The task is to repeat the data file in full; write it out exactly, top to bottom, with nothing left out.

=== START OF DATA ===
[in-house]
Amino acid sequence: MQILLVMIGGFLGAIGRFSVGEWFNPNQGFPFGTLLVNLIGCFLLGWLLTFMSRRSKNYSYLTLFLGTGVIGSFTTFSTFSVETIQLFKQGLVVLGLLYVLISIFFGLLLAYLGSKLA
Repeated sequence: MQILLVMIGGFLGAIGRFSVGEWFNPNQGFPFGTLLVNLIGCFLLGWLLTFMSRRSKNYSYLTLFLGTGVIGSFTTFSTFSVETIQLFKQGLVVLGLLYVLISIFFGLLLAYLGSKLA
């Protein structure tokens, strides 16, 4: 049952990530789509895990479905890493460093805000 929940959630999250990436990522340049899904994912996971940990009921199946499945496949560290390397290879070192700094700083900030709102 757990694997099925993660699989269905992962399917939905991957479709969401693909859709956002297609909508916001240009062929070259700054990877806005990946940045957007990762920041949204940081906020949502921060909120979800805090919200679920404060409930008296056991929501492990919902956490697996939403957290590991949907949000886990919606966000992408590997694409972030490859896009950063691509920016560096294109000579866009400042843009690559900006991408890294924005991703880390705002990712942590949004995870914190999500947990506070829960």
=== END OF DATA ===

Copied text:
[in-house]
Amino acid sequence: MQILLVMIGGFLGAIGRFSVGEWFNPNQGFPFGTLLVNLIGCFLLGWLLTFMSRRSKNYSYLTLFLGTGVIGSFTTFSTFSVETIQLFKQGLVVLGLLYVLISIFFGLLLAYLGSKLA
Repeated sequence: MQILLVMIGGFLGAIGRFSVGEWFNPNQGFPFGTLLVNLIGCFLLGWLLTFMSRRSKNYSYLTLFLGTGVIGSFTTFSTFSVETIQLFKQGLVVLGLLYVLISIFFGLLLAYLGSKLA
């Protein structure tokens, strides 16, 4: 049952990530789509895990479905890493460093805000 929940959630999250990436990522340049899904994912996971940990009921199946499945496949560290390397290879070192700094700083900030709102 757990694997099925993660699989269905992962399917939905991957479709969401693909859709956002297609909508916001240009062929070259700054990877806005990946940045957007990762920041949204940081906020949502921060909120979800805090919200679920404060409930008296056991929501492990919902956490697996939403957290590991949907949000886990919606966000992408590997694409972030490859896009950063691509920016560096294109000579866009400042843009690559900006991408890294924005991703880390705002990712942590949004995870914190999500947990506070829960």